For example, the Rode NT-1A* can be used as a professional vocal microphone, the Sennheiser E945* or any other XLR microphone. USB microphones are not supported.
Incompatibilities on Android smartphones and tablets
Many users report to me via my website about various incompatibilities of Android smartphones and tablets when connecting external hardware. The sound chips I know of, which are currently installed in Android devices, do not support latency-free vocal monitoring according to my information. This means that it is not possible to hear your own voice authentically while singing without a delay, as it will sound later on the recording, as it is currently possible on iOS devices. For this reason there is no recommendation for Android smartphones or tablets.
If you can do without this feature and you are only singing with your original headset anyway, there is nothing wrong with using Android hardware. For all others, it's time to try it out. Unfortunately I didn't find any pattern which device works well with which audio interface. Even if the manufacturer is the same, the successor model may be subject to other incompatibilities. On some Android devices (Samsung Smartphones, Samsung Tablets) it was possible to use an analog audio interface like the iRig Pre* or Helicon Go Vocal* to operate. While singing, however, you do not hear yourself here. When using digital interfaces that don't use the integrated sound chip of the Android device but an own sound chip like the Steinberg UR12* and the Focusrite Scarlett unfortunately produced unwanted noise / interference in my own tests. Some users have also been able to use Y-splitter cable* to connect a mixing console directly without using an audio interface. Other users did not succeed, depending on the Android device used.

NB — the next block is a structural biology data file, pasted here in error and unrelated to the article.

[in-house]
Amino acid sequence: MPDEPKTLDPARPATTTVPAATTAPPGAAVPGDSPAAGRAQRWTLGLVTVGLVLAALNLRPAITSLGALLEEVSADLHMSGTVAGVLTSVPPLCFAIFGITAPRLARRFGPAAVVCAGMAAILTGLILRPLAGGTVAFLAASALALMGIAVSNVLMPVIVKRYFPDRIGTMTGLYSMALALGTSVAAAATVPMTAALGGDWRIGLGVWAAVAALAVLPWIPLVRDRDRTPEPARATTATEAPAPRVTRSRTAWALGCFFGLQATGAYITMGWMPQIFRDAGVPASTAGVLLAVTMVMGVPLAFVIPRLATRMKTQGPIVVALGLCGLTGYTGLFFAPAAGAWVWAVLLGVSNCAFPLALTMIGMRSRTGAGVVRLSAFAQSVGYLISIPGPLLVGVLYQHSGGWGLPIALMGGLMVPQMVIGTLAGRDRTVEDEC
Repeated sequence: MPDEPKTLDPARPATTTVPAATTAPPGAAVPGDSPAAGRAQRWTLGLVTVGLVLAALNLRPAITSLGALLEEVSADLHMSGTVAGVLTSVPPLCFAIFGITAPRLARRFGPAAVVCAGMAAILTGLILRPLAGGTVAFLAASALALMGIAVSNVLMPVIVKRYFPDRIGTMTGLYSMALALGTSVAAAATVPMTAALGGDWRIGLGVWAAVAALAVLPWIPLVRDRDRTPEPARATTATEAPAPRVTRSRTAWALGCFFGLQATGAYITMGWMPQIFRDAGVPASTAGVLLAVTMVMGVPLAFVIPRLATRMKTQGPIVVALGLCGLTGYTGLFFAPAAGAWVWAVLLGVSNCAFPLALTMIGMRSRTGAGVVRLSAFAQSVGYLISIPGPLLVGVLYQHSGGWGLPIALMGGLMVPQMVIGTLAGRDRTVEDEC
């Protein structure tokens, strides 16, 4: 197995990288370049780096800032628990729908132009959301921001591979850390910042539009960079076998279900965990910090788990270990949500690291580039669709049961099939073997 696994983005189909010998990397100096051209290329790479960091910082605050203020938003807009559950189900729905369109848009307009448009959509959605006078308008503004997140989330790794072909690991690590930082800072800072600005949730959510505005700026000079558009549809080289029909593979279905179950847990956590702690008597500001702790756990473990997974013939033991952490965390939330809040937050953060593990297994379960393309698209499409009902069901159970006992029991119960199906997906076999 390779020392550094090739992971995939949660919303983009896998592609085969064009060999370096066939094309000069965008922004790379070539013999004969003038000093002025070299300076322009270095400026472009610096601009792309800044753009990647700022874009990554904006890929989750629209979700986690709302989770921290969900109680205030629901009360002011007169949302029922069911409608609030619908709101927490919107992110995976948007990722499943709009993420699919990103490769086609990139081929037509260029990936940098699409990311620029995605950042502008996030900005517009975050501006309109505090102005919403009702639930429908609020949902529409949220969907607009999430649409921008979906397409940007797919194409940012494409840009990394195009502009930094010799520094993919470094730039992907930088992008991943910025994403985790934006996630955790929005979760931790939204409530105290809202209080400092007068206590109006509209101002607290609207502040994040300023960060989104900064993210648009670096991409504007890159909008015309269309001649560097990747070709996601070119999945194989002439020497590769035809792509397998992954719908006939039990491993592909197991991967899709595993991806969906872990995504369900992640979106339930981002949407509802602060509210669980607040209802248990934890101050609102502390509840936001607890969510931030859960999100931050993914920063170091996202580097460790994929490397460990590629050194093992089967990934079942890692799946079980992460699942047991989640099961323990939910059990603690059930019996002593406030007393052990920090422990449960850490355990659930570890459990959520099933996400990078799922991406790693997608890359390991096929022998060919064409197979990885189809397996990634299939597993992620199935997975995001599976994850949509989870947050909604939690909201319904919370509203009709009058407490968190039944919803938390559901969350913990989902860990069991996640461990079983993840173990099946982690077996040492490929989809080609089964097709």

Have you made your own experiences with audio interfaces with your smartphone or tablet?
If you are testing certain audio interfaces on Android or have other information about them and use a certain Android setup to create a good vocal quality and ideally you will hear your own voice while singing, please let me know on the subpage Experience about the compatibility of audio interfaces for Smule under Android and iOS. There are many singers who are interested in a suitable compatible solution for Android, which I would like to present on this page as well.
Please also consider that the purchase of technical products increases the complexity of your overall setup and you are up to the expected challenges! Always expand your setup only if you solved all technical problems with the existing setup.
Did the article not answer all questions, you can also contact me.
Note about affiliate links
*On this page, I share my personal experience with my own personal experience. If articles such as technical equipment are presented, this is not sponsoring by the manufacturer. Nevertheless, I reserve the right to put affiliate advertising links to shopping sites. In the case of product sales on the linked website, the website operator receives a small commission - of course, without the article for the buyer is thereby more expensive. Affiliate advertising links are marked with an appropriate *.